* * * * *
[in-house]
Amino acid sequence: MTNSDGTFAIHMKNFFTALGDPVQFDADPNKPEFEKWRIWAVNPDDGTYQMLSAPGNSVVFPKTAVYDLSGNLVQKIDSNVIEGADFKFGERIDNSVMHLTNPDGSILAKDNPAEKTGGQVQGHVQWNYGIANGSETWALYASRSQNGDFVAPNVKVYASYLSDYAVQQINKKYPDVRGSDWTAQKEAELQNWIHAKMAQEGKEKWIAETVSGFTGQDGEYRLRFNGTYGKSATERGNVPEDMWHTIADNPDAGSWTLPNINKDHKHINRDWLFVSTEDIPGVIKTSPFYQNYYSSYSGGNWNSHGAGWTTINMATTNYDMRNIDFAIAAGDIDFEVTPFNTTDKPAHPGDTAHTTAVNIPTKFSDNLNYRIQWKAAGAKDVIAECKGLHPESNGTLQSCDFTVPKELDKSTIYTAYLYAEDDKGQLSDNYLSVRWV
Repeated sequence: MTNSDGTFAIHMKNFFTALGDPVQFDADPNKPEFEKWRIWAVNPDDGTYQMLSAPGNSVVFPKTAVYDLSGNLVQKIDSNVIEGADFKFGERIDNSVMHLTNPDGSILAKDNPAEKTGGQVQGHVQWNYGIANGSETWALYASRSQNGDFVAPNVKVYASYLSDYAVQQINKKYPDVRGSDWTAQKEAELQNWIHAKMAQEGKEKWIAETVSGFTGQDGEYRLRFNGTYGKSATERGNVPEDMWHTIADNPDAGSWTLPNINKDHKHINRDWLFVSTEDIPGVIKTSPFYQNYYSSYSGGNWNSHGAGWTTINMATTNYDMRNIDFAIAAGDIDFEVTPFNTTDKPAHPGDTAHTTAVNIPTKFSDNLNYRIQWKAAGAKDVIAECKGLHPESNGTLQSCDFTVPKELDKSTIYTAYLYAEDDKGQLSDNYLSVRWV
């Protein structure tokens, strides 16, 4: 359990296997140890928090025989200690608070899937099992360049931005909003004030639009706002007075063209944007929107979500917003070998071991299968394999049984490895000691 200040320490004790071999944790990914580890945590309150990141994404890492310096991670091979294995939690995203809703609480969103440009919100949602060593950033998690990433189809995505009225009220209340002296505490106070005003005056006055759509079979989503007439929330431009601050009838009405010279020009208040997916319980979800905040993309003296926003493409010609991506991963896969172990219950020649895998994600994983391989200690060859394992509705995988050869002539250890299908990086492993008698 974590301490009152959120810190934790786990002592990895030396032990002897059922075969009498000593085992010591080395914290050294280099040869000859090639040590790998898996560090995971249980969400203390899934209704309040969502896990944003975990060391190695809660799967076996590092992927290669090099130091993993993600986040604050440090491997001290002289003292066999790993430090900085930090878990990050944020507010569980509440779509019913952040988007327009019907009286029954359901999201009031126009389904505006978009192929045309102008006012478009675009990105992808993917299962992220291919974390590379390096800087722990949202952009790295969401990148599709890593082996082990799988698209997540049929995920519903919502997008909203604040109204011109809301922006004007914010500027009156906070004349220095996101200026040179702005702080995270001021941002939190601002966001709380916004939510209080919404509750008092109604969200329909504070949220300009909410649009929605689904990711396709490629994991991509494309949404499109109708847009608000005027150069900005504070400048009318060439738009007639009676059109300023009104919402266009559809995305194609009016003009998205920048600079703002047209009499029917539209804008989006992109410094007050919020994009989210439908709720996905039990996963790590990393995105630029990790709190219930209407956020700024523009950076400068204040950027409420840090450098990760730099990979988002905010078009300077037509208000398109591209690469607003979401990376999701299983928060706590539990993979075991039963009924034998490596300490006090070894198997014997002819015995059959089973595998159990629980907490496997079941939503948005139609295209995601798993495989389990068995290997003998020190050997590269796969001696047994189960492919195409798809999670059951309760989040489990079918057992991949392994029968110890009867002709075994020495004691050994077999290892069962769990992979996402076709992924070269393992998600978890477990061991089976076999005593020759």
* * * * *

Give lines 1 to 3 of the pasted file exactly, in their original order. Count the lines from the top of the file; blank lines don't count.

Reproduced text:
[in-house]
Amino acid sequence: MTNSDGTFAIHMKNFFTALGDPVQFDADPNKPEFEKWRIWAVNPDDGTYQMLSAPGNSVVFPKTAVYDLSGNLVQKIDSNVIEGADFKFGERIDNSVMHLTNPDGSILAKDNPAEKTGGQVQGHVQWNYGIANGSETWALYASRSQNGDFVAPNVKVYASYLSDYAVQQINKKYPDVRGSDWTAQKEAELQNWIHAKMAQEGKEKWIAETVSGFTGQDGEYRLRFNGTYGKSATERGNVPEDMWHTIADNPDAGSWTLPNINKDHKHINRDWLFVSTEDIPGVIKTSPFYQNYYSSYSGGNWNSHGAGWTTINMATTNYDMRNIDFAIAAGDIDFEVTPFNTTDKPAHPGDTAHTTAVNIPTKFSDNLNYRIQWKAAGAKDVIAECKGLHPESNGTLQSCDFTVPKELDKSTIYTAYLYAEDDKGQLSDNYLSVRWV
Repeated sequence: MTNSDGTFAIHMKNFFTALGDPVQFDADPNKPEFEKWRIWAVNPDDGTYQMLSAPGNSVVFPKTAVYDLSGNLVQKIDSNVIEGADFKFGERIDNSVMHLTNPDGSILAKDNPAEKTGGQVQGHVQWNYGIANGSETWALYASRSQNGDFVAPNVKVYASYLSDYAVQQINKKYPDVRGSDWTAQKEAELQNWIHAKMAQEGKEKWIAETVSGFTGQDGEYRLRFNGTYGKSATERGNVPEDMWHTIADNPDAGSWTLPNINKDHKHINRDWLFVSTEDIPGVIKTSPFYQNYYSSYSGGNWNSHGAGWTTINMATTNYDMRNIDFAIAAGDIDFEVTPFNTTDKPAHPGDTAHTTAVNIPTKFSDNLNYRIQWKAAGAKDVIAECKGLHPESNGTLQSCDFTVPKELDKSTIYTAYLYAEDDKGQLSDNYLSVRWV